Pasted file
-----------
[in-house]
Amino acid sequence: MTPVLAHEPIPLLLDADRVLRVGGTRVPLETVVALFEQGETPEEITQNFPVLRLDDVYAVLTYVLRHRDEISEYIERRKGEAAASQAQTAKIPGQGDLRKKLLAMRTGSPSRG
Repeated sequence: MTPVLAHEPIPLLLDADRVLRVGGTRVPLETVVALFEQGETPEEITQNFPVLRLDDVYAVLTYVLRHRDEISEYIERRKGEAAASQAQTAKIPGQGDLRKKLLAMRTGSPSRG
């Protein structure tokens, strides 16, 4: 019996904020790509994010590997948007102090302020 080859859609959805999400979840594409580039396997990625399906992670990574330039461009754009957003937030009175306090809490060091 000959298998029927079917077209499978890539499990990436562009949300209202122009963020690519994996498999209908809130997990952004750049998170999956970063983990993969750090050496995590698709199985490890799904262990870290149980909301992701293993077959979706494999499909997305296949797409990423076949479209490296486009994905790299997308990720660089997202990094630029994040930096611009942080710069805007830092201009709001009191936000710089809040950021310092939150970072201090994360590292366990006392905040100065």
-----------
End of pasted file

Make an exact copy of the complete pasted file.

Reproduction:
[in-house]
Amino acid sequence: MTPVLAHEPIPLLLDADRVLRVGGTRVPLETVVALFEQGETPEEITQNFPVLRLDDVYAVLTYVLRHRDEISEYIERRKGEAAASQAQTAKIPGQGDLRKKLLAMRTGSPSRG
Repeated sequence: MTPVLAHEPIPLLLDADRVLRVGGTRVPLETVVALFEQGETPEEITQNFPVLRLDDVYAVLTYVLRHRDEISEYIERRKGEAAASQAQTAKIPGQGDLRKKLLAMRTGSPSRG
């Protein structure tokens, strides 16, 4: 019996904020790509994010590997948007102090302020 080859859609959805999400979840594409580039396997990625399906992670990574330039461009754009957003937030009175306090809490060091 000959298998029927079917077209499978890539499990990436562009949300209202122009963020690519994996498999209908809130997990952004750049998170999956970063983990993969750090050496995590698709199985490890799904262990870290149980909301992701293993077959979706494999499909997305296949797409990423076949479209490296486009994905790299997308990720660089997202990094630029994040930096611009942080710069805007830092201009709001009191936000710089809040950021310092939150970072201090994360590292366990006392905040100065």